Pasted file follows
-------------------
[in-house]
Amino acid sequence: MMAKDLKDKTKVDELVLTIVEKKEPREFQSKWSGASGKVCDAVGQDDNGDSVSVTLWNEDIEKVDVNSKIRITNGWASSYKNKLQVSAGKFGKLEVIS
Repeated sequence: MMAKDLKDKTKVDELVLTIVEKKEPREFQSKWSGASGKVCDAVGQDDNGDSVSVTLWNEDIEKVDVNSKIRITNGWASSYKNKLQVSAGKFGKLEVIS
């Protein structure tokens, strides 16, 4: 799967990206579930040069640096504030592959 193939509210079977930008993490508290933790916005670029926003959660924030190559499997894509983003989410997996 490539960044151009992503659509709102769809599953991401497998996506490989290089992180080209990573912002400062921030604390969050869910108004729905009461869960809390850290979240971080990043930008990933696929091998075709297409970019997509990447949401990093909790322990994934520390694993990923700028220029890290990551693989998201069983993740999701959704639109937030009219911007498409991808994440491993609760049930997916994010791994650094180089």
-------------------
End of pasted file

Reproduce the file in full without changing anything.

[in-house]
Amino acid sequence: MMAKDLKDKTKVDELVLTIVEKKEPREFQSKWSGASGKVCDAVGQDDNGDSVSVTLWNEDIEKVDVNSKIRITNGWASSYKNKLQVSAGKFGKLEVIS
Repeated sequence: MMAKDLKDKTKVDELVLTIVEKKEPREFQSKWSGASGKVCDAVGQDDNGDSVSVTLWNEDIEKVDVNSKIRITNGWASSYKNKLQVSAGKFGKLEVIS
């Protein structure tokens, strides 16, 4: 799967990206579930040069640096504030592959 193939509210079977930008993490508290933790916005670029926003959660924030190559499997894509983003989410997996 490539960044151009992503659509709102769809599953991401497998996506490989290089992180080209990573912002400062921030604390969050869910108004729905009461869960809390850290979240971080990043930008990933696929091998075709297409970019997509990447949401990093909790322990994934520390694993990923700028220029890290990551693989998201069983993740999701959704639109937030009219911007498409991808994440491993609760049930997916994010791994650094180089």